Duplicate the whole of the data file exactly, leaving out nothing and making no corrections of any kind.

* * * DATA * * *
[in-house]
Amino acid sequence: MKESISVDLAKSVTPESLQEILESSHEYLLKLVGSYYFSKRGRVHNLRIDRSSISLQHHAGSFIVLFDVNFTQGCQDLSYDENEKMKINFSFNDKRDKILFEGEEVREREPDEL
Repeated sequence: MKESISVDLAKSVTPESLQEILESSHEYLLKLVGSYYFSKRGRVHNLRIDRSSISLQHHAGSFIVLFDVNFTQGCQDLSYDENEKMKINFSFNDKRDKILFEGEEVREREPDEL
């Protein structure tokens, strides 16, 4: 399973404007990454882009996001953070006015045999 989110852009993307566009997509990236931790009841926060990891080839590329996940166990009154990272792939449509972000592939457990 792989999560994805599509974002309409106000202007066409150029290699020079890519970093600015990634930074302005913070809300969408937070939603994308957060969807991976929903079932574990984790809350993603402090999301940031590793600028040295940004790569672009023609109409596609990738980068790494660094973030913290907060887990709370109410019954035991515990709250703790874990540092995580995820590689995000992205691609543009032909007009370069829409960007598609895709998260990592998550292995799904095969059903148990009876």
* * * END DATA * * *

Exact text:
[in-house]
Amino acid sequence: MKESISVDLAKSVTPESLQEILESSHEYLLKLVGSYYFSKRGRVHNLRIDRSSISLQHHAGSFIVLFDVNFTQGCQDLSYDENEKMKINFSFNDKRDKILFEGEEVREREPDEL
Repeated sequence: MKESISVDLAKSVTPESLQEILESSHEYLLKLVGSYYFSKRGRVHNLRIDRSSISLQHHAGSFIVLFDVNFTQGCQDLSYDENEKMKINFSFNDKRDKILFEGEEVREREPDEL
């Protein structure tokens, strides 16, 4: 399973404007990454882009996001953070006015045999 989110852009993307566009997509990236931790009841926060990891080839590329996940166990009154990272792939449509972000592939457990 792989999560994805599509974002309409106000202007066409150029290699020079890519970093600015990634930074302005913070809300969408937070939603994308957060969807991976929903079932574990984790809350993603402090999301940031590793600028040295940004790569672009023609109409596609990738980068790494660094973030913290907060887990709370109410019954035991515990709250703790874990540092995580995820590689995000992205691609543009032909007009370069829409960007598609895709998260990592998550292995799904095969059903148990009876």